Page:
The Biphasic Plate is a novel fixation concept developed at QUT for the treatment of fractures that is intended to support early full weight bearing. The concept has thus far been developed into an approved implant for distal femur fractures and has been used clinically.
However, questions remain surrounding the use of the Biphasic Plate in certain borderline indications. For instance, in certain unstable fracture types, a technique know as double-plating is used to stabilise distal femur fractures, with a plate being place on both the medical and lateral aspects of the femur. Double-plating is a more invasive procedure with inherently greater risks for soft tissue injury and infection. With its increased strength and stiffness, the Biphasic Plate may negate the need for such approaches.
Therefore the aim of this project will be to investigate the use of the biphasic plate for stabilising certain borderline fracture types.
This research project will utilize computer modelling to simulate the fixation of fracture types deemed borderline for application of the Biphasic Plate. There may be an aspect of testing of physical samples to support and validate simulation results.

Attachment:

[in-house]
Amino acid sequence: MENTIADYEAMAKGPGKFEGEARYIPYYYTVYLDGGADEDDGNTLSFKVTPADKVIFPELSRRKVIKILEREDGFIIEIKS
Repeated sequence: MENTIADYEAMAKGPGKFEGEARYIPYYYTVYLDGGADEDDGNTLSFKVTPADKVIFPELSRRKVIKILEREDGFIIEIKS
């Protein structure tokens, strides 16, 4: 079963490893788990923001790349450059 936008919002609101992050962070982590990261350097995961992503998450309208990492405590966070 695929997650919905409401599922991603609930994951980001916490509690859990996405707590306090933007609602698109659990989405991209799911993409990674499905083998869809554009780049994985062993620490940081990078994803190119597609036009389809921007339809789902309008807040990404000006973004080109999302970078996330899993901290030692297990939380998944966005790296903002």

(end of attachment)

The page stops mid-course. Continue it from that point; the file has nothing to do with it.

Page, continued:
The student will be working amongst members of a team in the Trauma Research Group and will additionally gain exposure to other projects and elements of medical device design.
This research will contribute to knowledge as to the use of the biphasic plating concept in certain borderline indications. The research is expected to be published in a peer reviewed journal where it will contribute to clinical decision making by orthopaedic and trauma surgeon is selecting appropriate fixation strategies.
Skills and experience
The ideal candidate should have a mechanical/medical engineering background. Competence in CAD modelling (Solidworks) and finite element analysis (ANSYS Workbench) are desirable.
Contact the supervisor for more information.